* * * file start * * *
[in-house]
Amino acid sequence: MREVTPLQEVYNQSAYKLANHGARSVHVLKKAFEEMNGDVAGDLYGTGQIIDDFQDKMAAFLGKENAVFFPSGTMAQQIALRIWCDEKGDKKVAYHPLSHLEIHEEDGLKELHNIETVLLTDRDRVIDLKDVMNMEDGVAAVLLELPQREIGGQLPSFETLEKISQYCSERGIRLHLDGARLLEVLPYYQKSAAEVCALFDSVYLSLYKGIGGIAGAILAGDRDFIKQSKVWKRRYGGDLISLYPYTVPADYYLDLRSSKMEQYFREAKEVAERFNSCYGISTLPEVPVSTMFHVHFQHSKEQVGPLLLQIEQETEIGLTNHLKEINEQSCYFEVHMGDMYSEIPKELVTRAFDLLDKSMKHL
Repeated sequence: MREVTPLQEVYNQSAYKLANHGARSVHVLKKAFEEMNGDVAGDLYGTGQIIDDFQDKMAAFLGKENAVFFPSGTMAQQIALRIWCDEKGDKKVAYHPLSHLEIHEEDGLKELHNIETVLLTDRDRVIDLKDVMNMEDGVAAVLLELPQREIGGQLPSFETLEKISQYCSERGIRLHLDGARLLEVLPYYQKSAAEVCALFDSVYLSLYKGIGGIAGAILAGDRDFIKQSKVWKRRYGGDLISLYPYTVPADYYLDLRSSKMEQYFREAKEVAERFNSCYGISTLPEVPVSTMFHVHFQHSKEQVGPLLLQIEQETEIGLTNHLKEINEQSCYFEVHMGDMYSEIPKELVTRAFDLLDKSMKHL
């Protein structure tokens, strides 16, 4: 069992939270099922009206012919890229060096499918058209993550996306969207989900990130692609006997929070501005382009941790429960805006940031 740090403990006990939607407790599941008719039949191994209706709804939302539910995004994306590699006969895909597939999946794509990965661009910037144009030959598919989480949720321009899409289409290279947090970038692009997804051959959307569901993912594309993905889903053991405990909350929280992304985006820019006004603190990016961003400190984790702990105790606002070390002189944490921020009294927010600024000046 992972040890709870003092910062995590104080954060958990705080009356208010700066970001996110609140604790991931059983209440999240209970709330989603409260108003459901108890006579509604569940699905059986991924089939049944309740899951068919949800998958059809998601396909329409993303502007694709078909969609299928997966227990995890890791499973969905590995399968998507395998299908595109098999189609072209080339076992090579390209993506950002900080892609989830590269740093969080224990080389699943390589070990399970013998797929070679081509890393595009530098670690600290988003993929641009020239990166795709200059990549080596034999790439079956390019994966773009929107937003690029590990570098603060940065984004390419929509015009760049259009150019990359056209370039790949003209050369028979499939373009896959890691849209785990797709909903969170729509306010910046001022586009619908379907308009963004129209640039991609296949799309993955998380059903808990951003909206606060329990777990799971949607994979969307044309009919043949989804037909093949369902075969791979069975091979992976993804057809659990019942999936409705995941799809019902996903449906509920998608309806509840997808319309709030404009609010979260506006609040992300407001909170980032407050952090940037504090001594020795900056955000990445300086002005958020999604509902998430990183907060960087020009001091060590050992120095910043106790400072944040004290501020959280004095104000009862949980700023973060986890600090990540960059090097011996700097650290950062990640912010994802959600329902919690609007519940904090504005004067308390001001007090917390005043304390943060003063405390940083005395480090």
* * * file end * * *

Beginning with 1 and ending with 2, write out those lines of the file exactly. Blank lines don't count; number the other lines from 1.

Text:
[in-house]
Amino acid sequence: MREVTPLQEVYNQSAYKLANHGARSVHVLKKAFEEMNGDVAGDLYGTGQIIDDFQDKMAAFLGKENAVFFPSGTMAQQIALRIWCDEKGDKKVAYHPLSHLEIHEEDGLKELHNIETVLLTDRDRVIDLKDVMNMEDGVAAVLLELPQREIGGQLPSFETLEKISQYCSERGIRLHLDGARLLEVLPYYQKSAAEVCALFDSVYLSLYKGIGGIAGAILAGDRDFIKQSKVWKRRYGGDLISLYPYTVPADYYLDLRSSKMEQYFREAKEVAERFNSCYGISTLPEVPVSTMFHVHFQHSKEQVGPLLLQIEQETEIGLTNHLKEINEQSCYFEVHMGDMYSEIPKELVTRAFDLLDKSMKHL